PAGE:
Model Number: DE44WB6

Overall length: 10.75”

Width: 1.25”

Height: 6.25”


Sights: combat style fixed

Sight Radius: 8.5″

Action Type: gas operated rotating bolt

Twist rate: 1:19

Weight Empty: 4 pounds 7 ounces


Kahr Arms 

Magnum Research 


Defender Ammunition 

Stillwood Ammunition 

By Hunter Elliott

I spent much of my youth involved with firearms and felt the call early on to the United States Marine Corps, following in my father's and his brother's footsteps. Just after high school I enlisted and felt most at home on the rifle range, where I qualified expert with several firearms and spent some time as a rifle coach to my fellow Marines. After being honorably discharged I continued teaching firearm safety, rifle and pistol marksmanship, and began teaching metallic cartridge reloading. In the late 1990s I became a life member to the National Rifle Association and worked with the Friends of the NRA. Around that time my father and I became involved with IDPA and competed together up until he passed away. I began reviewing firearms for publications in the mid 2000s and have been fortunate to make many friends in the industry. Continuing to improve my firearms skills and knowledge is a never ending journey in which we should all be committed. I am also credited as weapons master on a few independent films.

7 thoughts on “Desert Eagle with a dual personality”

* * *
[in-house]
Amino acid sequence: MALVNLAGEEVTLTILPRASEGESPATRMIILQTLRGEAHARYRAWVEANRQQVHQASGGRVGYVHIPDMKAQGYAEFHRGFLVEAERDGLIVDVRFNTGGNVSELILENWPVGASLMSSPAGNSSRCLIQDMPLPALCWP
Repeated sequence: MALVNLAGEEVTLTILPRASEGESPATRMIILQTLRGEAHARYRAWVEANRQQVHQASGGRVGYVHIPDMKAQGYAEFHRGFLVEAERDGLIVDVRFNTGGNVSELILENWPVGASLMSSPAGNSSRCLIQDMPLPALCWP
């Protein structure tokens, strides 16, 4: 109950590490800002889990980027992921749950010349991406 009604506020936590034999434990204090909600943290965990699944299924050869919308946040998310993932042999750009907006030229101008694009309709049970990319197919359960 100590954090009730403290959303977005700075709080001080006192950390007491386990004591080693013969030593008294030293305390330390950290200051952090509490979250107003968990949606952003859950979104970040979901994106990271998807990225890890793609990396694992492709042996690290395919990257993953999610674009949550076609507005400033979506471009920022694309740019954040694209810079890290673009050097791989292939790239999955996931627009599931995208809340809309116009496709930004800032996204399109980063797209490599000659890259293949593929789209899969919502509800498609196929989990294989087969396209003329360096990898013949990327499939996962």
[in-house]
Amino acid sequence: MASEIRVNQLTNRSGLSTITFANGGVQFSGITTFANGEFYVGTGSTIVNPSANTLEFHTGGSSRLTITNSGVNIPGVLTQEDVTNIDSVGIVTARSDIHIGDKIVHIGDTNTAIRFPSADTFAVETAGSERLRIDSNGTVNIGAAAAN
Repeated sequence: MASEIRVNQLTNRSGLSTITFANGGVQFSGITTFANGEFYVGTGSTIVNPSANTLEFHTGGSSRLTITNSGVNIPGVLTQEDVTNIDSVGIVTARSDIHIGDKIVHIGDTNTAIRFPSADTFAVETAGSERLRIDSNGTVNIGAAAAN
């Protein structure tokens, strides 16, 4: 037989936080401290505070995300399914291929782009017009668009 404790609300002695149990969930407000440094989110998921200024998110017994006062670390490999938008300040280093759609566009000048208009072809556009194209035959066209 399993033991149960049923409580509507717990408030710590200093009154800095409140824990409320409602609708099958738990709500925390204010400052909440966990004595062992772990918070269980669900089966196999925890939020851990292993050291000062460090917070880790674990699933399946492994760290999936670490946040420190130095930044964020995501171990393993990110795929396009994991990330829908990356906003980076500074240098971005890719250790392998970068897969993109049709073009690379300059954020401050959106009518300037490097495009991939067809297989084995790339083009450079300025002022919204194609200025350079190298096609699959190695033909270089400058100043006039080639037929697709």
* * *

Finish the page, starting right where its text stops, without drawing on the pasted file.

1. This is one of your best articles, lot of good information. Photography was great, and video
    as always was also great. I, too, enjoyed shooting this and would love to do it again.

    Thanks for allowing me to be a part of this. Keep up good work.


  2. As a former owner of one of these clunkers, I feel qualified to issue my certified opinion-they are JUNK. Useless junk too.

  3. As a former owner of one of these clunkers, I feel qualified to issue my certified opinion-they are JUNK.

  4. Thanks for inviting me out to shoot the Desert Eagle. It really does have a HUGE fun factor and it was not as uncomfortable as I thought it was going to be to shoot. The muzzle blast from that .50AE round is ridiculous! I’d like to have gold one just for a conversation piece. LOL Thanks again for having out to shoot that pistol.

  5. Good review. In the video the malfunctions seem to all be a failure to go fully into battery. It comes from limp wristing the gun which steals momentum from the slide as it travels forward. I had the same problems when I got mine. You gotta keep a firm grip and take the recoil in your shoulders instead of letting it flip up like you would a Magnum revolver. You should go ahead and get the .357 magnum conversion. It’s sort of silly, but hot 158 grain loads almost have a negative recoil effect. That is, the momentum of the slide going forward pulls the gun back forward and down as it closes negating the recoil. Shooting the Desert Eagle in .357 Magnum, even the rowdiest handloads, is kind of like plinking with a .22 except for the noise and muzzle flash.